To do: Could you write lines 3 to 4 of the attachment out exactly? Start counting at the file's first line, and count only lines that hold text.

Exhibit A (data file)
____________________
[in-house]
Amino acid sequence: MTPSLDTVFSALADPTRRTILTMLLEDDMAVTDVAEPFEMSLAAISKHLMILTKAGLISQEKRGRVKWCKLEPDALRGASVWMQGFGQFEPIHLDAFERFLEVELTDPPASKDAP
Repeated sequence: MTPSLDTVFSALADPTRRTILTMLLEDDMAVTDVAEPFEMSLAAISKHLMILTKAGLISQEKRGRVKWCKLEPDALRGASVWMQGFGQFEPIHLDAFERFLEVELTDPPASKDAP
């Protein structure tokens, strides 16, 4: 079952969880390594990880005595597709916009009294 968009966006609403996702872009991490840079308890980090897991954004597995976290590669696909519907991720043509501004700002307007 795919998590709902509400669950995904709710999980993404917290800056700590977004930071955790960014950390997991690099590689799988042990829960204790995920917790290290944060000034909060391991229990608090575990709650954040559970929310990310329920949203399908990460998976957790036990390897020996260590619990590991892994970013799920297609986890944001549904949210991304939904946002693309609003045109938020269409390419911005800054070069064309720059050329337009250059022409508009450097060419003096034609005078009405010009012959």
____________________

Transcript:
Repeated sequence: MTPSLDTVFSALADPTRRTILTMLLEDDMAVTDVAEPFEMSLAAISKHLMILTKAGLISQEKRGRVKWCKLEPDALRGASVWMQGFGQFEPIHLDAFERFLEVELTDPPASKDAP
């Protein structure tokens, strides 16, 4: 079952969880390594990880005595597709916009009294 968009966006609403996702872009991490840079308890980090897991954004597995976290590669696909519907991720043509501004700002307007 795919998590709902509400669950995904709710999980993404917290800056700590977004930071955790960014950390997991690099590689799988042990829960204790995920917790290290944060000034909060391991229990608090575990709650954040559970929310990310329920949203399908990460998976957790036990390897020996260590619990590991892994970013799920297609986890944001549904949210991304939904946002693309609003045109938020269409390419911005800054070069064309720059050329337009250059022409508009450097060419003096034609005078009405010009012959």